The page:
Market niche affects imaging product design

Systems integrators often build image-processing systems by incorporating off-the-shelf OEM products such as motherboards, frame grabbers, image processors, cameras, and other peripherals. This approach helps to reduce development time and lower the cost of the final machine-vision or image-processing design. Moreover, the recent price reductions of OEM products have meant that vision-system prices can now be further reduced, which should help suppliers sell more products. Under these market dyn

Oct 1st, 1999

Market niche affects imaging product design

Andy Wilson

Editor at Large

andyw@pennwell.com

Systems integrators often build image-processing systems by incorporating off-the-shelf OEM products such as motherboards, frame grabbers, image processors, cameras, and other peripherals. This approach helps to reduce development time and lower the cost of the final machine-vision or image-processing design. Moreover, the recent price reductions of OEM products have meant that vision-system prices can now be further reduced, which should help suppliers sell more products. Under these market dynamics, however, vision-system vendors are finding that although product shipments are increasing, product prices and profits are dropping due to competition and increased customer service and support.

Challenge the establishment

To compound the problem, the imaging capabilities of new VLSI devices are enabling new companies to enter the vision marketplace at little cost. And, with no previous product lines to support, such companies are forcefully challenging well-established vision-system vendors. Whereas in the past many hardware vendors looked at software products as something that should be offered below cost, they have now been forced into the realization that they must team with or purchase software vendors to add value to their hardware offerings. At the same time, manufacturers are rapidly abandoning complex processor programming and integration in favor of easier-to-develop hardware and software combinations.

Such moves, however, can hardly be called proactive. Short of closing an established vision-system company and starting a new one, the market problems of price reductions and increased competition must be met head-on. Simply bundling hardware with software and offering such a package at a reduced price is not, in the long term, a viable solution.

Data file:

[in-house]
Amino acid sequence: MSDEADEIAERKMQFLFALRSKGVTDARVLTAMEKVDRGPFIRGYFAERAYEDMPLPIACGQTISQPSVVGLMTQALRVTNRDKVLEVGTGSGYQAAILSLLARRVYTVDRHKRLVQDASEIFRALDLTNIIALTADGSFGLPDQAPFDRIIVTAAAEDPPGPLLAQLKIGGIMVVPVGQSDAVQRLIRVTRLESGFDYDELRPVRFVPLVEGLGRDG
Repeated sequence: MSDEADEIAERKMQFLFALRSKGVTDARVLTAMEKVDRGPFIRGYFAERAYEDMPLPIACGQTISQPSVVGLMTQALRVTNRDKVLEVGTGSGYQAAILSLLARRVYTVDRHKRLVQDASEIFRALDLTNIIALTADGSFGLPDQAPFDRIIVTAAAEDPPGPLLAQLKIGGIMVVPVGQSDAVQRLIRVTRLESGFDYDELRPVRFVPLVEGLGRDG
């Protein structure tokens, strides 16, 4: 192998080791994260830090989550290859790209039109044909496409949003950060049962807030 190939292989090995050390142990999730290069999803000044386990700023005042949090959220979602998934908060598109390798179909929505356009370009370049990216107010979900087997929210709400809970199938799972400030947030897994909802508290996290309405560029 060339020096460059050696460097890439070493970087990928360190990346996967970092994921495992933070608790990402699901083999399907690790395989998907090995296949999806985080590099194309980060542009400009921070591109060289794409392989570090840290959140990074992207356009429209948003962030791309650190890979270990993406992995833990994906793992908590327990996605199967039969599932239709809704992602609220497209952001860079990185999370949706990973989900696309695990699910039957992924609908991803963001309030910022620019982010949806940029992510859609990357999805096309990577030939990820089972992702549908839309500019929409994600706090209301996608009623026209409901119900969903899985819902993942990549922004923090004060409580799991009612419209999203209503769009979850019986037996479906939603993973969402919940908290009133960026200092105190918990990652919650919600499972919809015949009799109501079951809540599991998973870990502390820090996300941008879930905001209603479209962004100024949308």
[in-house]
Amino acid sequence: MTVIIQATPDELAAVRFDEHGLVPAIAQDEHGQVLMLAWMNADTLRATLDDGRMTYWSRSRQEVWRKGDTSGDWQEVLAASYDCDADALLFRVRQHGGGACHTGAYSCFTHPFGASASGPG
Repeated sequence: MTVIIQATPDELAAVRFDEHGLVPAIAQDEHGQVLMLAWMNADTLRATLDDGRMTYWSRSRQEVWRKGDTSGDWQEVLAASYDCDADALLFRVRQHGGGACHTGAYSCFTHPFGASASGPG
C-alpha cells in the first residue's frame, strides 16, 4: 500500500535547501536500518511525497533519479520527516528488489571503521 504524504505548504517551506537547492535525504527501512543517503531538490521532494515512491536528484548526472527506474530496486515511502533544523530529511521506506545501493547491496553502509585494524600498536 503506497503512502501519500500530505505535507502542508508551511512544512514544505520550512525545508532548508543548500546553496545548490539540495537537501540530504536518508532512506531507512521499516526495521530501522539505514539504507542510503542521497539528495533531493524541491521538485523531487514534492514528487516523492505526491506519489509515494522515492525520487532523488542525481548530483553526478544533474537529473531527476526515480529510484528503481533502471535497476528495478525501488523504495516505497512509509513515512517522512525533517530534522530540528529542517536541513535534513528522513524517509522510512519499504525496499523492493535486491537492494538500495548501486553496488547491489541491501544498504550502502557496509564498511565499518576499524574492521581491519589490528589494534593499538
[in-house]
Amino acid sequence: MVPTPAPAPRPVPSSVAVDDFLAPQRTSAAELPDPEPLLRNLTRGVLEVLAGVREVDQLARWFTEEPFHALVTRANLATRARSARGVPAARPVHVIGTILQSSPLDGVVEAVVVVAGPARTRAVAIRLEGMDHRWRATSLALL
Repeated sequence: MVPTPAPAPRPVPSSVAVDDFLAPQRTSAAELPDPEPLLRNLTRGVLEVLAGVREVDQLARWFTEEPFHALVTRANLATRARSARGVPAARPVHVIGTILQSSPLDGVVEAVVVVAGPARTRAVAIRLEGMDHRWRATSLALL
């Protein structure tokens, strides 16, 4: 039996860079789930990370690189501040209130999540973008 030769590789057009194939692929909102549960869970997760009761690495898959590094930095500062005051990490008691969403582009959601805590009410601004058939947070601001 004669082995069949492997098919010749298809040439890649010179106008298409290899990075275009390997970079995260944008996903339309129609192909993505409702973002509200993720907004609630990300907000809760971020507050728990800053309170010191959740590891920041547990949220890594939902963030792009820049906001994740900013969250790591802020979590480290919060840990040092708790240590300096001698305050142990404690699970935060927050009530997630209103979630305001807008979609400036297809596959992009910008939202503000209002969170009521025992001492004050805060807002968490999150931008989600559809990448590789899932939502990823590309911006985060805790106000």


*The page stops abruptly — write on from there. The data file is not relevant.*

Find a niche

In image processing, it seems, the secret to success may be finding a market niche and sticking to it. Many analysts cite Cognex Corp. as a good example. By focusing on machine vision for semiconductor inspection, Cognex has grown into a multimillion-dollar company in five years. Another imaging company, Videology, has also found a market niche. By integrating low-cost broadcast-quality cameras into systems, the company has accrued multimillion dollar sales.

Unfortunately, many companies that have focused on specific image-processing markets have not fared as well. Markets such as automated highway inspection and biometric identification have yet to materialize in a big way. Other markets, such as medical image compression, which use proprietary hardware or off-the-shelf image-compression ICs, have all but evaporated due to the increased processing capability of the personal computer. Rapidly changing market factors and technological changes will determine the success of an imaging product.

Consequently, vendors must find a specific market niche for their products. More important, though, they must perform focused market research to meet the key product features, prices, and services wanted by their customers. And before vendors build products, they should make sure that their market research reveals a reasonably large and valuable niche. In this way, vision-system vendors can ensure market success in a highly competitive field.

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